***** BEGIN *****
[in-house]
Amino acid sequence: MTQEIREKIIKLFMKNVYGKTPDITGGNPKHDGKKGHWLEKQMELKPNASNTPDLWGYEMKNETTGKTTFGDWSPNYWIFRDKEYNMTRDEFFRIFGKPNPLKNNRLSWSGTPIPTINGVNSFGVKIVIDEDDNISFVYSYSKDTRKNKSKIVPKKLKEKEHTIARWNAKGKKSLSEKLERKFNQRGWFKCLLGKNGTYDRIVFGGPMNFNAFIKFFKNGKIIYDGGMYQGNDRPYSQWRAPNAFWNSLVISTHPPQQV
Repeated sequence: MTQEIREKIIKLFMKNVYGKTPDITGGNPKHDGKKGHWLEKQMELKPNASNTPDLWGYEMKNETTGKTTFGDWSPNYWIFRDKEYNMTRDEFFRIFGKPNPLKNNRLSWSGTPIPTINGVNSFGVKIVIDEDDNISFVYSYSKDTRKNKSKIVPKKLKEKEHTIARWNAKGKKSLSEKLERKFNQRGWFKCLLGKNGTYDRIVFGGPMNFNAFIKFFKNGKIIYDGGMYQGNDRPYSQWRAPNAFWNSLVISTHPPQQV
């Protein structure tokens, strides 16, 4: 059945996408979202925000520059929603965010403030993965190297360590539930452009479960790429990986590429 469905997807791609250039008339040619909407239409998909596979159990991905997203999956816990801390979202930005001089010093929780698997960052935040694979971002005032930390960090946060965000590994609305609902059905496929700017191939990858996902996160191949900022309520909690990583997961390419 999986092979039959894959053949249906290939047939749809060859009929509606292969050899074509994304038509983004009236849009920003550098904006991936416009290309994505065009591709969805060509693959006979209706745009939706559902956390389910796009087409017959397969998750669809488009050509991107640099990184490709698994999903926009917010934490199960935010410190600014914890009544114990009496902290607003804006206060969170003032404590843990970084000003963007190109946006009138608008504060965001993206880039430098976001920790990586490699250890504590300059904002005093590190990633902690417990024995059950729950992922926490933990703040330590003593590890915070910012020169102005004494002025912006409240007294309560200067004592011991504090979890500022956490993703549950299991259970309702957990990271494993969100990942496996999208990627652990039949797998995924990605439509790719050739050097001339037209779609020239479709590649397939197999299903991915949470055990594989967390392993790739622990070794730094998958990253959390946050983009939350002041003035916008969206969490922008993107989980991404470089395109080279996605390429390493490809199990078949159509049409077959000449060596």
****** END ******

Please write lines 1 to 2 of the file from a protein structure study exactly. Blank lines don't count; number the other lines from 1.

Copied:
[in-house]
Amino acid sequence: MTQEIREKIIKLFMKNVYGKTPDITGGNPKHDGKKGHWLEKQMELKPNASNTPDLWGYEMKNETTGKTTFGDWSPNYWIFRDKEYNMTRDEFFRIFGKPNPLKNNRLSWSGTPIPTINGVNSFGVKIVIDEDDNISFVYSYSKDTRKNKSKIVPKKLKEKEHTIARWNAKGKKSLSEKLERKFNQRGWFKCLLGKNGTYDRIVFGGPMNFNAFIKFFKNGKIIYDGGMYQGNDRPYSQWRAPNAFWNSLVISTHPPQQV